Crofton Journal

As reported in recent weeks, the community of Crofton has experienced a series of break-ins and small crime, with some local businesses being broken into, and a few other reports from the Sheriff’s department of theft.

The surrounding area has also seen a spike in such activity, according to the Knox County Sheriff’s reports in recent weeks. 

These events drove some Crofton citizens discuss taking matters into their own hands, perhaps by way of a Neighborhood Watch group.

Bob Evans, who is also a current City Council member took to Facebook Wednesday of last week with the a desire to hold a meeting, which was held on May 18 by those citizens that saw the post and could attend.

Among the many things discussed, one attendee, Emily Zurst, reported to the Journal that:

“Neighborhood Watch is defined as a program of systematic local vigilance by residents of a neighborhood to discourage crime, especially burglary. Bob Evans wanted to be proactive and sent out a quick message on Facebook, Wednesday May 18th, letting the community know that he was going to hold a little meeting about possibly putting together a neighborhood watch group. It was short notice for many, but the turnout was great. We have had break-ins and burglaries in vehicles parked on the street, and in locked garages, a possible home burglary, and a few businesses have been targeted as well. Everyone that showed up feels some sort of uneasiness about what's been going on the last few weeks. Keeping our town safe and our children safe is obviously important. So, what did we talk about?”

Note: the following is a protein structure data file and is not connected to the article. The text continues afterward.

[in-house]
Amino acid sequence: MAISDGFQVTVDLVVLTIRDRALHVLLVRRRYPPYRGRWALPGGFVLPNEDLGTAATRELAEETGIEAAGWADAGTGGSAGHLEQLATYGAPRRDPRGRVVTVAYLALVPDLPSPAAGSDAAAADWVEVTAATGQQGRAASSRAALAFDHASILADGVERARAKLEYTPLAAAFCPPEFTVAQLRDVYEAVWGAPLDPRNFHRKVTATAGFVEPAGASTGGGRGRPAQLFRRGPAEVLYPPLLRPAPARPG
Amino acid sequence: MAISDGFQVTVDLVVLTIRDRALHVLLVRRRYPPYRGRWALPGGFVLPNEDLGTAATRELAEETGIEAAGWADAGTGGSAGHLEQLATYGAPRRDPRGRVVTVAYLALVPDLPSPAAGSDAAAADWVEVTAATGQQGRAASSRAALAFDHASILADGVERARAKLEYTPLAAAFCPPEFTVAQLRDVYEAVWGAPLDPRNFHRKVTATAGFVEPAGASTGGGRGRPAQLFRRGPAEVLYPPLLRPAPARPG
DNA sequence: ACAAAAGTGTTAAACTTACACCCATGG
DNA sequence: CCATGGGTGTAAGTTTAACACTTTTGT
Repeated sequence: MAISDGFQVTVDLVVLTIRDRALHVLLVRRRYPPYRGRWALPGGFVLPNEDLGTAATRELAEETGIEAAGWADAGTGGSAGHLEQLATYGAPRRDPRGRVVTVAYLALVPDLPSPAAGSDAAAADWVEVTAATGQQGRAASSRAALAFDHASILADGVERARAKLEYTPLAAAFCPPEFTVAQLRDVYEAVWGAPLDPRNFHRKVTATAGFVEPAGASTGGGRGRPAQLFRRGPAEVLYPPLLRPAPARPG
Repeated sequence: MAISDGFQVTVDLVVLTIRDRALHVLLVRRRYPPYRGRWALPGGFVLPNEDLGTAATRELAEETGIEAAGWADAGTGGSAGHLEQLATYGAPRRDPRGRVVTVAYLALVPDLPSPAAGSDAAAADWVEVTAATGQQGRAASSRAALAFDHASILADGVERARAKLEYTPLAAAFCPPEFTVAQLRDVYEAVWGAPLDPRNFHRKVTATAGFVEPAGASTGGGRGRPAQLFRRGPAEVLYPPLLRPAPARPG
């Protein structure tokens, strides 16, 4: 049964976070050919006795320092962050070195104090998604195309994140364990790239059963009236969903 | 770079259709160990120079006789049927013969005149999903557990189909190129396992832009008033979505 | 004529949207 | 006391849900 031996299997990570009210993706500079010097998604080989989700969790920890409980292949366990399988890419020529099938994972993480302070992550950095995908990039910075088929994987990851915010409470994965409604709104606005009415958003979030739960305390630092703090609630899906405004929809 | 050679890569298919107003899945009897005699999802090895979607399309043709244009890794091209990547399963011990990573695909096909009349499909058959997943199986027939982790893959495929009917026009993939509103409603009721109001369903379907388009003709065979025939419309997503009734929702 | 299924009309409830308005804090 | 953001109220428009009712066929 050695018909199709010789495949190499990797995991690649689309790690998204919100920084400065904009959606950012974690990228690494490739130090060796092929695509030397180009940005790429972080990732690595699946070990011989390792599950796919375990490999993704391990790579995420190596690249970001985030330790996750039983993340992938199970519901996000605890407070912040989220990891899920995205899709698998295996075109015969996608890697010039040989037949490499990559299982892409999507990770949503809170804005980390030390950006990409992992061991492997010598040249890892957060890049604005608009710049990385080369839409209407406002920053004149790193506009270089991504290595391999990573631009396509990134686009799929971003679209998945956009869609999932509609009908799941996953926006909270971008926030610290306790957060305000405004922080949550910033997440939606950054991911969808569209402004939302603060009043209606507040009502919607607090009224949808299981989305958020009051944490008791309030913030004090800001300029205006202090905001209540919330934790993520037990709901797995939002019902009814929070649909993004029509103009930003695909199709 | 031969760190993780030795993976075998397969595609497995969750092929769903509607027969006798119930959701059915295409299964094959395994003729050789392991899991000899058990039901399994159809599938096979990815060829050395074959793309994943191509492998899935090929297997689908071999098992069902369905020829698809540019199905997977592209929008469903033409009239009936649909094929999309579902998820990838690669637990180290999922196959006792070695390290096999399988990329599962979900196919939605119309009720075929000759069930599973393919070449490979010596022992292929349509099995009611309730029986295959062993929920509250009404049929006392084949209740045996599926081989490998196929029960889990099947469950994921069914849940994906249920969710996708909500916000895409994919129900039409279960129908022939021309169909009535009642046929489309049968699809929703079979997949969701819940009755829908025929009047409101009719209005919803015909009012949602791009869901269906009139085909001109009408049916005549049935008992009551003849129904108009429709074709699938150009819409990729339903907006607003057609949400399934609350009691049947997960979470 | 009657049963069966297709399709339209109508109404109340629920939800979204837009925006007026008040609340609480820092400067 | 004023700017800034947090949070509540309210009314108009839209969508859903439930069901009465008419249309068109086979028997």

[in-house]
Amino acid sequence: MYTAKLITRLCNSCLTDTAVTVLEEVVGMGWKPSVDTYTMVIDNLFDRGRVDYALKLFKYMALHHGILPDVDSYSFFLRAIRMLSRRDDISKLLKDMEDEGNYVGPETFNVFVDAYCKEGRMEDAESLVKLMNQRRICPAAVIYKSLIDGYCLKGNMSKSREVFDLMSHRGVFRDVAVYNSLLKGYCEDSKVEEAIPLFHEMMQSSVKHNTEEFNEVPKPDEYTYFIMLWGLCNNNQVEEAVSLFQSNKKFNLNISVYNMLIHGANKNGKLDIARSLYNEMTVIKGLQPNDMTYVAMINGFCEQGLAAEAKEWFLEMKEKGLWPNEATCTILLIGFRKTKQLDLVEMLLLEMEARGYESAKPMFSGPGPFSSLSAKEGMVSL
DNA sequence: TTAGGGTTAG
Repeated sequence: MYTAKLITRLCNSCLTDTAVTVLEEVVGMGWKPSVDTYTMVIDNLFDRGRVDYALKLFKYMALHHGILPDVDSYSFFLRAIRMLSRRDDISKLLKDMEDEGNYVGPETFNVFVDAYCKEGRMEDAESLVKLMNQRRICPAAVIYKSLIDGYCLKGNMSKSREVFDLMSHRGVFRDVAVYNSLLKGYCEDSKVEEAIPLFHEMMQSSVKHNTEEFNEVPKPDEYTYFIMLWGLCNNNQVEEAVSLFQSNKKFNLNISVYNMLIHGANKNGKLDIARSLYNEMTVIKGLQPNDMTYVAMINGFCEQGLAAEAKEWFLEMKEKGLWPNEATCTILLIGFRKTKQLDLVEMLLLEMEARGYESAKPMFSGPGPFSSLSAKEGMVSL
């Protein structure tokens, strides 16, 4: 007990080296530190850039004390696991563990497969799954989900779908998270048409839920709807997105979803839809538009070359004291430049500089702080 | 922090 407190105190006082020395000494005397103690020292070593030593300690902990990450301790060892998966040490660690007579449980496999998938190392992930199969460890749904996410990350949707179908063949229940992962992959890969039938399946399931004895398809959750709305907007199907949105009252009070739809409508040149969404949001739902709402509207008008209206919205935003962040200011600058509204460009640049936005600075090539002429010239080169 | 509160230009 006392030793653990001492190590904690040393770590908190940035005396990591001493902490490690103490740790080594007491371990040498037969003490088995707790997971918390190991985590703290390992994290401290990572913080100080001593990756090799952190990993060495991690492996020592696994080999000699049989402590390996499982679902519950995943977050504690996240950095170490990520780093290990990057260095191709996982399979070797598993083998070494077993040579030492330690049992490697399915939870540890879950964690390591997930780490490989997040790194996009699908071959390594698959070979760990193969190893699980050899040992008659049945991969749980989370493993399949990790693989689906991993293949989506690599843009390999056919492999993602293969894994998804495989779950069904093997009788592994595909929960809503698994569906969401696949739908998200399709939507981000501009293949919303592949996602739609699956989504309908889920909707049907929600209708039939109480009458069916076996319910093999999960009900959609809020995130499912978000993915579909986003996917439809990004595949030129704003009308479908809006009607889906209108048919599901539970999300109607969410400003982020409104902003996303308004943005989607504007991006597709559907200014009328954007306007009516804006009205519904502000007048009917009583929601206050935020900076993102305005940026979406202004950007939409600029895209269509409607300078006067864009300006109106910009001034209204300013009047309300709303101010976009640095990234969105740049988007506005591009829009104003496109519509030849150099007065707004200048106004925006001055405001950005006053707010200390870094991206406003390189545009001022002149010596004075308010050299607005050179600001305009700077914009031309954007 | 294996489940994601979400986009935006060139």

Zurst continued: 

“First, we talked about the break-ins and concern for lack of local law enforcement. If you are unaware, Crofton does not have a local police officer, even though according to Nebraska Revised Statute 14-102 (25) the city has to enforce all police regulations, and do it for the general welfare and safety of the citizens. Also, according to the Constitution of the State of Nebraska article 1-3 it states that no person shall be deprived of life, liberty, or property, without due process of law, nor be denied equal protection of the laws. The fact that dangerous things are happening and we don't have local law enforcement is concerning for everyone that showed up to the meeting, and to several people who couldn't make it. So, that's where creating a neighborhood watch group is a great first step in protecting our community.”

“Many people were in agreement that creating some sort of neighborhood watch would be beneficial. Many have joined the app Nextdoor (available for Apple and Android) which lets you join your "community" and from there you are able to communicate with others that have joined as well. You can post messages, updates, and alert members of any suspicious activity. If you need help with joining, we can certainly get you help at the next neighborhood watch meeting. We also talked about putting up neighborhood watch signs all around, letting people know there are citizens watching in all areas of the town. We shortly discussed creating a schedule for those who want to take watch at night (or during the day) in different areas of town. There will be a Crofton Neighborhood Watch Facebook group that can be joined for updates, meeting times, and other activity, as well,” said Zurst in her release to the Journal.

The next meeting has been planned to be held at the Sportstop Bar in Crofton, on Wednesday, June 1st at 7 p.m. – all who are interested in helping are welcome to attend.